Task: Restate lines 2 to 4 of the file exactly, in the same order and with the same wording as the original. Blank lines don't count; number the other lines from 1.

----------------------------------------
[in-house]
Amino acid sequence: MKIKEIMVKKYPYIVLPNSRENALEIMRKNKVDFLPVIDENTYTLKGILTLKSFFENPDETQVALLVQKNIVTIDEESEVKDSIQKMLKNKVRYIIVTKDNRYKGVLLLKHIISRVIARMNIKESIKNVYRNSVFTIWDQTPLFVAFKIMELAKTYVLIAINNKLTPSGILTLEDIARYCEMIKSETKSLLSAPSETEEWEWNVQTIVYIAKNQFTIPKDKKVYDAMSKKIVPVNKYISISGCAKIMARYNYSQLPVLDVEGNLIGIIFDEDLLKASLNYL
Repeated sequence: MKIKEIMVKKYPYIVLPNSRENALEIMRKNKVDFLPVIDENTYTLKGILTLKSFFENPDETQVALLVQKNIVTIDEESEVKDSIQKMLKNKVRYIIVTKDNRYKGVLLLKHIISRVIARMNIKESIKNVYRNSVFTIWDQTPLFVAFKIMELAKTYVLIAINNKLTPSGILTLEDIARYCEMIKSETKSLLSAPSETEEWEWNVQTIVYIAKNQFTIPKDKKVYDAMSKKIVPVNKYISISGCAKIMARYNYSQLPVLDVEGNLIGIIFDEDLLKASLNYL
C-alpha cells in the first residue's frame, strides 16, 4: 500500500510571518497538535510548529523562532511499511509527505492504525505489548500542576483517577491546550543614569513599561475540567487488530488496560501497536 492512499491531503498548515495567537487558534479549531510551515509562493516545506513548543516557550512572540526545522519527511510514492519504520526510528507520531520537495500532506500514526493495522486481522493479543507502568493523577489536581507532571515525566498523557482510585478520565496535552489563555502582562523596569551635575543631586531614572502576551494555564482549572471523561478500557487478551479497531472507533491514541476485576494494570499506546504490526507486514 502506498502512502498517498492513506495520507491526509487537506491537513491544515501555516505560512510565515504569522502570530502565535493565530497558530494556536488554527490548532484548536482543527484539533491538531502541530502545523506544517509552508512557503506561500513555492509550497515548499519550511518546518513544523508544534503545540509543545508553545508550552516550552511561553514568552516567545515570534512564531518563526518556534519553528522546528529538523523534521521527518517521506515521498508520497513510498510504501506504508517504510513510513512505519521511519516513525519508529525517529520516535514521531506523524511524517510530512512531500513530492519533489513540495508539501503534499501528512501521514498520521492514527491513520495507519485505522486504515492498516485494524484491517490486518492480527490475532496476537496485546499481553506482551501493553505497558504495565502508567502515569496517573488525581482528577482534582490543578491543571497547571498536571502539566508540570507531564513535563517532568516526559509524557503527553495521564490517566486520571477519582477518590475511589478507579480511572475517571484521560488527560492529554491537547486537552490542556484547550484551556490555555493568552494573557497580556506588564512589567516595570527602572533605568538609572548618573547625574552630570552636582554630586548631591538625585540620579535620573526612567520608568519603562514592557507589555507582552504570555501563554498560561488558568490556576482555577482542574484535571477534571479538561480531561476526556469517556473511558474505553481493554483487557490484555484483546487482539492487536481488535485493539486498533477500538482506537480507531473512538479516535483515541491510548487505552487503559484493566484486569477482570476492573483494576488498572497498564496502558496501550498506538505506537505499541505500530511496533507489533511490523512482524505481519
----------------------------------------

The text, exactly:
Amino acid sequence: MKIKEIMVKKYPYIVLPNSRENALEIMRKNKVDFLPVIDENTYTLKGILTLKSFFENPDETQVALLVQKNIVTIDEESEVKDSIQKMLKNKVRYIIVTKDNRYKGVLLLKHIISRVIARMNIKESIKNVYRNSVFTIWDQTPLFVAFKIMELAKTYVLIAINNKLTPSGILTLEDIARYCEMIKSETKSLLSAPSETEEWEWNVQTIVYIAKNQFTIPKDKKVYDAMSKKIVPVNKYISISGCAKIMARYNYSQLPVLDVEGNLIGIIFDEDLLKASLNYL
Repeated sequence: MKIKEIMVKKYPYIVLPNSRENALEIMRKNKVDFLPVIDENTYTLKGILTLKSFFENPDETQVALLVQKNIVTIDEESEVKDSIQKMLKNKVRYIIVTKDNRYKGVLLLKHIISRVIARMNIKESIKNVYRNSVFTIWDQTPLFVAFKIMELAKTYVLIAINNKLTPSGILTLEDIARYCEMIKSETKSLLSAPSETEEWEWNVQTIVYIAKNQFTIPKDKKVYDAMSKKIVPVNKYISISGCAKIMARYNYSQLPVLDVEGNLIGIIFDEDLLKASLNYL
C-alpha cells in the first residue's frame, strides 16, 4: 500500500510571518497538535510548529523562532511499511509527505492504525505489548500542576483517577491546550543614569513599561475540567487488530488496560501497536 492512499491531503498548515495567537487558534479549531510551515509562493516545506513548543516557550512572540526545522519527511510514492519504520526510528507520531520537495500532506500514526493495522486481522493479543507502568493523577489536581507532571515525566498523557482510585478520565496535552489563555502582562523596569551635575543631586531614572502576551494555564482549572471523561478500557487478551479497531472507533491514541476485576494494570499506546504490526507486514 502506498502512502498517498492513506495520507491526509487537506491537513491544515501555516505560512510565515504569522502570530502565535493565530497558530494556536488554527490548532484548536482543527484539533491538531502541530502545523506544517509552508512557503506561500513555492509550497515548499519550511518546518513544523508544534503545540509543545508553545508550552516550552511561553514568552516567545515570534512564531518563526518556534519553528522546528529538523523534521521527518517521506515521498508520497513510498510504501506504508517504510513510513512505519521511519516513525519508529525517529520516535514521531506523524511524517510530512512531500513530492519533489513540495508539501503534499501528512501521514498520521492514527491513520495507519485505522486504515492498516485494524484491517490486518492480527490475532496476537496485546499481553506482551501493553505497558504495565502508567502515569496517573488525581482528577482534582490543578491543571497547571498536571502539566508540570507531564513535563517532568516526559509524557503527553495521564490517566486520571477519582477518590475511589478507579480511572475517571484521560488527560492529554491537547486537552490542556484547550484551556490555555493568552494573557497580556506588564512589567516595570527602572533605568538609572548618573547625574552630570552636582554630586548631591538625585540620579535620573526612567520608568519603562514592557507589555507582552504570555501563554498560561488558568490556576482555577482542574484535571477534571479538561480531561476526556469517556473511558474505553481493554483487557490484555484483546487482539492487536481488535485493539486498533477500538482506537480507531473512538479516535483515541491510548487505552487503559484493566484486569477482570476492573483494576488498572497498564496502558496501550498506538505506537505499541505500530511496533507489533511490523512482524505481519